One cannot pick up a newspaper or turn on a TV or radio in Appalachia and many other parts of the country without hearing a discussion on the subject of worker’s compensation. At the recent joint spring meeting of the West Virginia Coal Mining Institute and the West Virginia Coal Association, two presenters discussed worker’s compensation including Governor Bob Wise.
Politicians point out that worker’s compensation systems are going broke and that something urgently must be done to fix the situation. Some of these solutions are to restructure the management, restructure the finances, control factors that increase benefit costs, and improve administrative practices. These items are discussed at great length, but two basic points seem always to be forgotten.
If worker’s compensation systems are to be fixed, then there are two things which must happen. First, it must be accepted that worker’s compensation claims are a management problem and management in industry must make great efforts to improve the working environment such that workers do not look for excuses to take time off by filing doubtful compensation claims. Second, management must accept its responsibility to introduce a culture of greater safety and improved health in the workplace. The coal industry has made great strides in providing greater safety and health and reducing the number of accidents to the extent that it is now safer to work in a coal mine than it is to work in construction or manufacturing.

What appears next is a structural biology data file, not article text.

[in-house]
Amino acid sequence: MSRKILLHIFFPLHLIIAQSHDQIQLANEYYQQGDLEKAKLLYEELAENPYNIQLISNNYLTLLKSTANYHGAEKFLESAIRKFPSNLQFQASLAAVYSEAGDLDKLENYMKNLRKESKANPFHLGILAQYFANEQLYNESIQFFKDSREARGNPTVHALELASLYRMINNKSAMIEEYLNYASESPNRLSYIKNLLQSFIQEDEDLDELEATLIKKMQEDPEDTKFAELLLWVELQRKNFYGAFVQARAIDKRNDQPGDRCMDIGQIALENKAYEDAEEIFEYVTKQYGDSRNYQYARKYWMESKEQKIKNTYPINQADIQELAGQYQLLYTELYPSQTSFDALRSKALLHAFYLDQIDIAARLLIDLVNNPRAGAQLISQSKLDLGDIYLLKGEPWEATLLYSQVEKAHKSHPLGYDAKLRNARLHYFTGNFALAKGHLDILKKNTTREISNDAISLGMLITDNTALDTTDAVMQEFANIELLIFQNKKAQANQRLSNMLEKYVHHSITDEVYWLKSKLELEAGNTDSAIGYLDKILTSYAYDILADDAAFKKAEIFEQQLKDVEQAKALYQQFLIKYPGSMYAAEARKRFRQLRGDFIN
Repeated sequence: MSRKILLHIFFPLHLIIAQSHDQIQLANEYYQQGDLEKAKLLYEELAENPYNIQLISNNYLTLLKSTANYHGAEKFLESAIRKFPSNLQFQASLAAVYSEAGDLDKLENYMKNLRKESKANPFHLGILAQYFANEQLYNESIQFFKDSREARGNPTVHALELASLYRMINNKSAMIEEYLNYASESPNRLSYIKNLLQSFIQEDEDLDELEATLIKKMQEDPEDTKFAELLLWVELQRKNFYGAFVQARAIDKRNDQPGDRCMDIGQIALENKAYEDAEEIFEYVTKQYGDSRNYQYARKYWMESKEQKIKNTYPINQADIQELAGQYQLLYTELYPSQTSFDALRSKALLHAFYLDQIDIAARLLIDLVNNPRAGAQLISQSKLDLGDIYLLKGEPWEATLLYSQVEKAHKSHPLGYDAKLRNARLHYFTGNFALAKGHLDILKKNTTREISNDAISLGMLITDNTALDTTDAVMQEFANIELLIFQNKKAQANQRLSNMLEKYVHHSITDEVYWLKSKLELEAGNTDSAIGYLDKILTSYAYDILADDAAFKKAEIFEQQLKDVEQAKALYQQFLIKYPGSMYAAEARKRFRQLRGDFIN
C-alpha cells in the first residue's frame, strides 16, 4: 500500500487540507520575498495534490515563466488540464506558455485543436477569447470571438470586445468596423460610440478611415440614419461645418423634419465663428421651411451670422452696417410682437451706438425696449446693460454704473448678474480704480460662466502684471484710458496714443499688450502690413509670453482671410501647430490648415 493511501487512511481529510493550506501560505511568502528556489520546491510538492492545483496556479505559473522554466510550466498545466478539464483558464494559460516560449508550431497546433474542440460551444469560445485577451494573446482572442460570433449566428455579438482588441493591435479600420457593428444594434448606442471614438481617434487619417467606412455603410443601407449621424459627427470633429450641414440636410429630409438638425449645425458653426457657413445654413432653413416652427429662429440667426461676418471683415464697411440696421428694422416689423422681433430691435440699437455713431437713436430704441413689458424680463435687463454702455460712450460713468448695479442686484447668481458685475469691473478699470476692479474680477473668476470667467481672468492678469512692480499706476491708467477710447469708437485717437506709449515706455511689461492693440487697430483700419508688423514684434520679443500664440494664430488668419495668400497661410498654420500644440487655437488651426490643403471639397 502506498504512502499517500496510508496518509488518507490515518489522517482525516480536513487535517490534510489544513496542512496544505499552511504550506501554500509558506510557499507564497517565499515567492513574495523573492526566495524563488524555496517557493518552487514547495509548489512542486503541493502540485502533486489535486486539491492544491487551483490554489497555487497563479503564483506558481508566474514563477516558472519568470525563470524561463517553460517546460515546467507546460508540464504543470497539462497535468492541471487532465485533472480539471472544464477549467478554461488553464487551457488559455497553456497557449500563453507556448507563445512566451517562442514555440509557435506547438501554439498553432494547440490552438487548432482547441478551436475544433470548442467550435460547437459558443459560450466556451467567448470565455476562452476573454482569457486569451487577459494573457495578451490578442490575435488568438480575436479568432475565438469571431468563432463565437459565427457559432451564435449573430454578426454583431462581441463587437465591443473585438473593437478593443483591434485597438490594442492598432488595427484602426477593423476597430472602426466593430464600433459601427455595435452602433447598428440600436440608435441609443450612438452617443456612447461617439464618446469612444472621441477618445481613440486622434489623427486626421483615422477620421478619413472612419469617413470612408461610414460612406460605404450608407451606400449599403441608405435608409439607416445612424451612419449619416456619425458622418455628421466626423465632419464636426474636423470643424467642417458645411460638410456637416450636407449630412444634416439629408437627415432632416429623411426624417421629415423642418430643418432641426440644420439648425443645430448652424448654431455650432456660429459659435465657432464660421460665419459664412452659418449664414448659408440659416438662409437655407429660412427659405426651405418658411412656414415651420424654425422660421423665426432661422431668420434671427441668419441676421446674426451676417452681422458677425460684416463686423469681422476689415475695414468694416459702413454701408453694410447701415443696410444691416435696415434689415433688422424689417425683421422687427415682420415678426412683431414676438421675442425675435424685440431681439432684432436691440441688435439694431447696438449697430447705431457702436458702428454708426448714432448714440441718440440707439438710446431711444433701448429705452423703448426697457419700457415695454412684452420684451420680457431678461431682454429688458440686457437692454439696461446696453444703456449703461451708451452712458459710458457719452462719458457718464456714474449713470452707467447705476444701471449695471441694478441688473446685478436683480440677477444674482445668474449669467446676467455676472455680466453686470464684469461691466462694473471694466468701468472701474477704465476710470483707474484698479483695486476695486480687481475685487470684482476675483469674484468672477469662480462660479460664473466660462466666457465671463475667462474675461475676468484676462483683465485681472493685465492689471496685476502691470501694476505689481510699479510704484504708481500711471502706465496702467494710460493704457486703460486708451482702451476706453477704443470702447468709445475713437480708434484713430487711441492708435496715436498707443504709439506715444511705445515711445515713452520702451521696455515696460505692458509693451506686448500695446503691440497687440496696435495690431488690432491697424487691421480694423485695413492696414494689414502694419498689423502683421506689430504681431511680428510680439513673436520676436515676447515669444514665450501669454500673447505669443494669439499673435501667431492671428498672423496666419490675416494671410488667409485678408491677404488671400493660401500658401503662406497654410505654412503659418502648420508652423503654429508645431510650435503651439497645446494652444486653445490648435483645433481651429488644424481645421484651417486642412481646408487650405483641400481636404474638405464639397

When raising the matter of improving the safety record in the workplace, the answer that most politicians in West Virginia give is that West Virginia’s accident rate is about average in the nation. There somehow is an acceptance that this is satisfactory and of course it certainly is not. The worker’s compensation issue is going to require extraordinary solutions and an average performance is not good enough.
The subject of worker’s compensation gains an enormous amount of press coverage but there no mention of providing greater safety and improved health in the workplace and thus getting to the heart of the problem. An enormous opportunity of creating a campaign and publicizing greater safety and improved health in the workplace has been totally lost. Each article and commentary on worker’s compensation could easily be accompanied by an appeal for greater safety and improved health to encourage this culture throughout every workplace.
Politicians should come to grips with this matter and recognize that by reducing accidents and improving health there would be a dramatic impact on the financial crisis within many worker’s compensation systems. The coal industry has taken a great leap forward and improvements in safety and health during the past few years have been dramatic. Other industries need to learn from this experience and provide a consistent campaign for greater safety and health. This would contribute substantially to reducing both the human cost as well as the financial cost of worker’s compensation.
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